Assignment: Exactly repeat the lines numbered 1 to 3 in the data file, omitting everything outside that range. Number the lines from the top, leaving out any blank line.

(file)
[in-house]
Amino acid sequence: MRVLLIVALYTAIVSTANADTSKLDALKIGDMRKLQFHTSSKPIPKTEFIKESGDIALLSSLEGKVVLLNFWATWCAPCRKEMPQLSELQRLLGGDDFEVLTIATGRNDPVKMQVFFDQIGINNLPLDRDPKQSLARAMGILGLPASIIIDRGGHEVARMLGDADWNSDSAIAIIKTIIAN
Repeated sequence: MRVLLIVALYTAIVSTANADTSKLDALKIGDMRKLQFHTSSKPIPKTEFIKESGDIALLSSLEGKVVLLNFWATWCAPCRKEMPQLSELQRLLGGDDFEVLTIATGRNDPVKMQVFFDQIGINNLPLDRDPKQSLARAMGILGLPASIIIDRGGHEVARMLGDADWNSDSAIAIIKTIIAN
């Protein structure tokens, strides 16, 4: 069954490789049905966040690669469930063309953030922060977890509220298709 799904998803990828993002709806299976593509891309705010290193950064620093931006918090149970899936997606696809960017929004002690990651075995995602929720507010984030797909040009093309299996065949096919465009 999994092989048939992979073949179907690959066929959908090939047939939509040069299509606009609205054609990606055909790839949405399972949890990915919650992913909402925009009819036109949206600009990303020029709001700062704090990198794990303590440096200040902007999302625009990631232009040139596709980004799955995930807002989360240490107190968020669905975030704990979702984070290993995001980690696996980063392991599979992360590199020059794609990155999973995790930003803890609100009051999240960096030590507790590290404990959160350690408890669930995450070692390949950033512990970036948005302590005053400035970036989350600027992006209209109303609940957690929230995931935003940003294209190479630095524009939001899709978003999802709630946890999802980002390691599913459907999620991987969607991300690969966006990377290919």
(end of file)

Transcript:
[in-house]
Amino acid sequence: MRVLLIVALYTAIVSTANADTSKLDALKIGDMRKLQFHTSSKPIPKTEFIKESGDIALLSSLEGKVVLLNFWATWCAPCRKEMPQLSELQRLLGGDDFEVLTIATGRNDPVKMQVFFDQIGINNLPLDRDPKQSLARAMGILGLPASIIIDRGGHEVARMLGDADWNSDSAIAIIKTIIAN
Repeated sequence: MRVLLIVALYTAIVSTANADTSKLDALKIGDMRKLQFHTSSKPIPKTEFIKESGDIALLSSLEGKVVLLNFWATWCAPCRKEMPQLSELQRLLGGDDFEVLTIATGRNDPVKMQVFFDQIGINNLPLDRDPKQSLARAMGILGLPASIIIDRGGHEVARMLGDADWNSDSAIAIIKTIIAN